Moreover, paradoxically, the more the miners are, the more this problem gets worse! Over time, this has increased the cost of gas required by miners to make up for their investment, leading to a vicious circle.
To overcome this problem, an alternative approach to Proof of Work, called Proof of Stake, has been proposed by Ethereum : it could solve the problem, but is still being tested. Explained in a nutshell, miners (now called ‘stakers’) stop competing with each other and only one of them is chosen by lot to create a blockchain. To ensure that he performs the operation honestly, he is forced to place a ‘bet’ in the pot, like in poker (Stake). If the other stakers find any irregularities in his work, they can “seize” the stake he has placed, which deters irregularities.
You may be wondering- ‘Okay, interesting, but what does this have to do with cryptocurrencies?’ That’s easy! The very first use case for which blockchain technology was used is Bitcoin, the very first cryptocurrency.
Conceived in 2009 by Satoshi Nakamoto (whose real identity is still unknown), Bitcoin lays the foundation for blockchain technology and was created as a decentralised approach to finance, where users can freely and safely exchange money without depending on banks or payment institutions. Bitcoin is the name of the virtual currency that users can exchange.
The ‘immutable ledger’ of the ‘Bitcoin’ blockchain keeps track of all transactions made by users and guarantees the authenticity of transactions. The obvious question is: who validates this currency? The answer is ‘nobody’, or rather, ‘us’, just as it is true for euros, dollars or any other currency. When someone is willing to exchange goods and services for Bitcoin, they effectively decide the value of the cryptocurrency. For example, starting from a few cents of a dollar at its creation, the Dollar-Bitcoin exchange rate has reached nearly $60,000 for a single Bitcoin.
One of the key concepts in cryptocurrencies (and in blockchain in general) is the concept of wallet, i.e. each user’s virtual ‘wallet’ to which their available balance in Bitcoin is associated.
A wallet consists of a couple of codes:
- a public one, which acts as an ‘IBAN’code, i.e. as a code to be used to receive money;
- a private one, which is like a ‘secret password’ to access your bank account, used to send money.
The wallet public code (called public key) is used in the blockchain as a kind of user identity card, since every transaction he will carry out will contain this key to identify him.
As we said at the beginning, however, blockchain and cryptocurrency are not the same thing. The blockchain is a technology, a standard, a set of shared rules for certifying transactions, but the nature and content of these transactions can be applied in very different contexts. Keeping the basic concepts unchanged (blocks, transactions, Proof of Work and gas), there are hundreds of blockchains besides Bitcoin with very different uses. For example, there are blockchains where transactions are ‘likes‘ left by users to posts on social networks. Or, they represent the stake in a digital auction. Or even, the maintenance work carried out on your car.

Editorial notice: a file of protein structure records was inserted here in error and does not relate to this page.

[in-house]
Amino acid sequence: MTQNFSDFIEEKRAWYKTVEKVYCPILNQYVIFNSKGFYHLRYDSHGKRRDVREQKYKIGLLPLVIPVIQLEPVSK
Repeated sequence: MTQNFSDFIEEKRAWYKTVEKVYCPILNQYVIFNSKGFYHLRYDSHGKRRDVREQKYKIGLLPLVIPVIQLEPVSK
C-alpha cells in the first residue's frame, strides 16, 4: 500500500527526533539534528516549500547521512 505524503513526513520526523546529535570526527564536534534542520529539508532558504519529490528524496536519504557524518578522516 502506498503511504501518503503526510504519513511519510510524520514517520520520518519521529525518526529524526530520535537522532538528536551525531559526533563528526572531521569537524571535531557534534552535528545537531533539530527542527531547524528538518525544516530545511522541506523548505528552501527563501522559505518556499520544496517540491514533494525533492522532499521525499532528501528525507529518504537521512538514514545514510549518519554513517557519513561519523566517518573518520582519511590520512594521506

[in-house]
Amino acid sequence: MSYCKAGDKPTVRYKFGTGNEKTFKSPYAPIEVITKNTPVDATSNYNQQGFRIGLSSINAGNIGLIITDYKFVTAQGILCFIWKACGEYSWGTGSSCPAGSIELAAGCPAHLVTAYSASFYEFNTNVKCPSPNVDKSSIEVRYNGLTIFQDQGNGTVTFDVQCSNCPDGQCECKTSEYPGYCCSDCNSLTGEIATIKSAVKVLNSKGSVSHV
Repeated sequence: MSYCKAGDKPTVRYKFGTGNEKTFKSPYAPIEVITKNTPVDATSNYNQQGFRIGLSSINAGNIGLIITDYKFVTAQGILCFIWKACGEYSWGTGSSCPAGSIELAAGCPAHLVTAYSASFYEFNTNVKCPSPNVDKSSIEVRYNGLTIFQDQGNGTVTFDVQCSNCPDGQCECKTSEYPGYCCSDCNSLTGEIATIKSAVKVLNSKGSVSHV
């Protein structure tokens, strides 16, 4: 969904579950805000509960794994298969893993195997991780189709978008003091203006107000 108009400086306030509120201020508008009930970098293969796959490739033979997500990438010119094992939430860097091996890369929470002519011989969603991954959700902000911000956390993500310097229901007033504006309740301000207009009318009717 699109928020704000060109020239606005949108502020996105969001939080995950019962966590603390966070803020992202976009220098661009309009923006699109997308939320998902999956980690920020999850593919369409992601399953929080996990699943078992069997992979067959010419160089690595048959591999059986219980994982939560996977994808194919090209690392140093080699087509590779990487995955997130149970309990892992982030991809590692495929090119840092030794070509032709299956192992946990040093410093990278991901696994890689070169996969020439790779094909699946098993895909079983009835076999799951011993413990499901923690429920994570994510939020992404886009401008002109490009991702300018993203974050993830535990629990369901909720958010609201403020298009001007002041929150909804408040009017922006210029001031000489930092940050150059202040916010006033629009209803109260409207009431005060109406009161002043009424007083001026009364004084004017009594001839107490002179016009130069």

Another well-known and particularly worth mentioning blockchain in this regard is Ethereum. In contrast to Bitcoin, the creators of Ethereum let you free to save ‘anything’ on their blockchain, with the only limit being how much gas you are willing to spend to do so. This is possible thanks to a mechanism in Ethereum called smart contract, our last concept.
6. Smart contract
A smart contract is basically a software encoded and written as a “transaction” on the Ethereum network and whose functionalities are freely usable by anyone. Like any other transaction, smart contracts are verifiable by anyone on the network.
These smart contracts, like any other application, can implement a wide range of functionalities, including the possibility to save data as ‘transactions’ on the blockchain network. This allows programmers (and others!) creative freedom in the use of blockchain technology. In addition, smart contracts created by different people can interact with each other to further expand their offers.
Software developed through smart contracts is called DApps (which stands for Distributed Apps). There are numerous examples of DApps on Ethereum, ranging from online auction systems, video games, e-commerce, e-voting systems, supply chain control mechanisms and even the real ‘phenomenon of the moment’: NFTs (Non-Fungible Tokens), which we discuss in this article.
DApps have several advantages over traditional applications:
- the actions and data processed by the software are stored immutably in the blockchain and anyone can verify their outcome;
- anyone can verify the software behaviour and does not risk unexpected or malicious behaviour;
- it cannot go ‘offline’, unless the entire Ethereum network is offline (and that’s millions of users);
- it is resistant to censorship: a government or third party entity cannot force the removal of a content on a network distributed over millions of devices, but can do so towards a single company (e.g. Twitter / Facebook / Google / etc… );
- it is resistant to modification by authors: once published, a DApp is immutable, like any other element of the blockchain;
- it is extremely easy to manage payments within a DApp, as it is based on Ethereum which is actually a cryptocurrency.
But they also have some limitations, such as the execution speed for transactions but also the amount of data that can be stored on the blockchain. In fact, trying to save a complex content (such as a video or a photograph) on the blockchain would risk incurring prohibitive gas costs and equally unmanageable processing times. This is why DApps often use a hybrid approach, saving key data ‘on-chain’ (i.e. on the blockchain itself) and the rest of the data ‘off-chain’ (i.e. outside the blockchain, through traditional mechanisms such as databases, web storage and more).
Blockchain still has some challenges to solve, from gas costs to net efficiency. Despite this, it has many positive aspects: transaction transparency, lack of intermediaries, reliability and security, are just some of the advantages that are contributing to spread and gradually introduce blockchain technology into our lives.
Now that everything is clearer, what do you think about it?